The Brass Check
A Study of American Journalism
Upton Sinclair wrote 92 books---but is called a two-book author. The first was The Jungle----The Brass Check is the second.
In this systematic critique of the structural basis of U.S. media -- arguably the first one ever published -- Upton Sinclair writes that American journalism is a class institution serving the rich and spurning the poor. Likening journalists to prostitutes, the title of the book refers to a chit that was issued to patrons of urban brothels of the era.
Fueled by mounting disdain for newspapers run by business tycoons and conservative editors, Sinclair self-published The Brass Check in the years after The Jungle had made him a household name. Despite Sinclairs claim that this was his most important book, it was dismissed by critics and shunned by reviewers. Yet it sold over 150,000 copies and enjoyed numerous printings.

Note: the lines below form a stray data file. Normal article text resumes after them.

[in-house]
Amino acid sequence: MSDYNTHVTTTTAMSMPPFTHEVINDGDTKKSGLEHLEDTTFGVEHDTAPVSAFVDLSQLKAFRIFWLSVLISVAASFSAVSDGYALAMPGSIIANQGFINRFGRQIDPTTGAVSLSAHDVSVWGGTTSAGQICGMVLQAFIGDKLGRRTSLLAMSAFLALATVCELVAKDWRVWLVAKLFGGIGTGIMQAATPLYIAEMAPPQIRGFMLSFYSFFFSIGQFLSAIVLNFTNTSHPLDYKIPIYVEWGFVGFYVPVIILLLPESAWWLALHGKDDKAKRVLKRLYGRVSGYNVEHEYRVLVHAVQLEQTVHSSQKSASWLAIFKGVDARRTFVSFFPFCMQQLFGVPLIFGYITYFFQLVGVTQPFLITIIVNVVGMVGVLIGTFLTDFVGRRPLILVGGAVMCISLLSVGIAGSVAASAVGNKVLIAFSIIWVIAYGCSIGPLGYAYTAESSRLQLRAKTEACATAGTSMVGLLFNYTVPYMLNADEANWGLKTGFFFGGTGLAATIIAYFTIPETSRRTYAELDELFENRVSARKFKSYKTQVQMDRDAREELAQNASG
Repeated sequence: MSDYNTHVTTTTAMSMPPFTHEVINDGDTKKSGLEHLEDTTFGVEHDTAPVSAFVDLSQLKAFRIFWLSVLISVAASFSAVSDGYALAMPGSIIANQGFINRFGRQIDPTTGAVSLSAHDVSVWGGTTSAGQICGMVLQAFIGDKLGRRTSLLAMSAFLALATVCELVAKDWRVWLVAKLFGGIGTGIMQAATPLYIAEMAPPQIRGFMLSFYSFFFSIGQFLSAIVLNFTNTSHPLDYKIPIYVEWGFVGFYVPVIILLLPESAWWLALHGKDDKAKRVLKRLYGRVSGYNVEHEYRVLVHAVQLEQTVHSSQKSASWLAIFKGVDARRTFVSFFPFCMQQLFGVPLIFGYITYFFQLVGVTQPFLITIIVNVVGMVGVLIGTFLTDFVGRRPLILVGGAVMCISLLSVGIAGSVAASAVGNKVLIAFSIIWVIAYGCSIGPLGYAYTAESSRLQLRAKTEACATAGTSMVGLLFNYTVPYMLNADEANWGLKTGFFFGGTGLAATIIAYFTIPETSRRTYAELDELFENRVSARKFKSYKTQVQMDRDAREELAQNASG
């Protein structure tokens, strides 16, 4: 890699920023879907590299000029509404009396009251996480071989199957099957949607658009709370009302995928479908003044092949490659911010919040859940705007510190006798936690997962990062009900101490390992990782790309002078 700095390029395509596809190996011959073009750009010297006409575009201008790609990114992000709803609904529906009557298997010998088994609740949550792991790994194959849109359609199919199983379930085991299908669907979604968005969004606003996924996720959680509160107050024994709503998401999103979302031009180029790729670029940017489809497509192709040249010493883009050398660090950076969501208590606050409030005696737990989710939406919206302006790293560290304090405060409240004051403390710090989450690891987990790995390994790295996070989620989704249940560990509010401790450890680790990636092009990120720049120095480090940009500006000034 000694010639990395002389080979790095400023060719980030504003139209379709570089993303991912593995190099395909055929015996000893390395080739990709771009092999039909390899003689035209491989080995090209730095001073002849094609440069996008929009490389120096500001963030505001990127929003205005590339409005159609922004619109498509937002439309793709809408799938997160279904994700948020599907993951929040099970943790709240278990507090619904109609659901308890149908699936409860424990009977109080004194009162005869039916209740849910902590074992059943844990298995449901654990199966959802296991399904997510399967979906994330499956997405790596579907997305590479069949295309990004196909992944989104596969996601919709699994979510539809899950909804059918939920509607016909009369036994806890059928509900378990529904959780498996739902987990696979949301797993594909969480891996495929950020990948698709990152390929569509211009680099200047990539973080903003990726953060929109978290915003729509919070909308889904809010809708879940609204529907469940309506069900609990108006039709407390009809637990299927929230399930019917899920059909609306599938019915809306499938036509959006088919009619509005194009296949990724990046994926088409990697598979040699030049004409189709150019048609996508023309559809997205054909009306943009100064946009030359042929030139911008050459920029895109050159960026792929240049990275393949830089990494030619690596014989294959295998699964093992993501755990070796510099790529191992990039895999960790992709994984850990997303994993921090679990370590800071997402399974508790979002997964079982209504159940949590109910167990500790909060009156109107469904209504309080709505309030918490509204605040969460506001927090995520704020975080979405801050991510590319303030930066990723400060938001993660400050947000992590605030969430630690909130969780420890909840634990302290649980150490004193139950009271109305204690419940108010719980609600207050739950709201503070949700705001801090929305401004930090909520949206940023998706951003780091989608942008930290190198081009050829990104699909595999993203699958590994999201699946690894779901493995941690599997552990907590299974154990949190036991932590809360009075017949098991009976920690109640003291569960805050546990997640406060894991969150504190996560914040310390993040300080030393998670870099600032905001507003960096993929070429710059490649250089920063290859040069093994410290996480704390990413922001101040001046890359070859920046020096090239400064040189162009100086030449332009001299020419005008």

A substantial introduction to this paperback edition by Robert W. McChesney and Ben Scott asserts the books importance as a cornerstone critique of commercial journalism and a priceless resource for understanding the political turbulence of the Progressive Era.
To order online:
To order by phone:
(800) 621-2736 (USA/Canada)
(773) 702-7000 (International)
The Spectacular Rise of a Black Power Icon
The FBI and the New York Intellectuals
How Sensational Images Transformed Nineteenth-Century Journalism
Media and the Fight for Women's Suffrage
Edited by Linda Steiner, Carolyn Kitch, and Brooke Kroeger
Popular Black History in Postwar America
E. James West
The Life of Randy Shilts
Andrew E. Stoner
African American Readership and Sexuality in the Black Press
Modern News from Realism to the Digital
Kevin G. Barnhurst
How Little-Known Trade Reporters Exposed the Keating Five and Advanced Business Journalism
How the United States and France Shaped the International Age of Radio
Derek W. Vaillant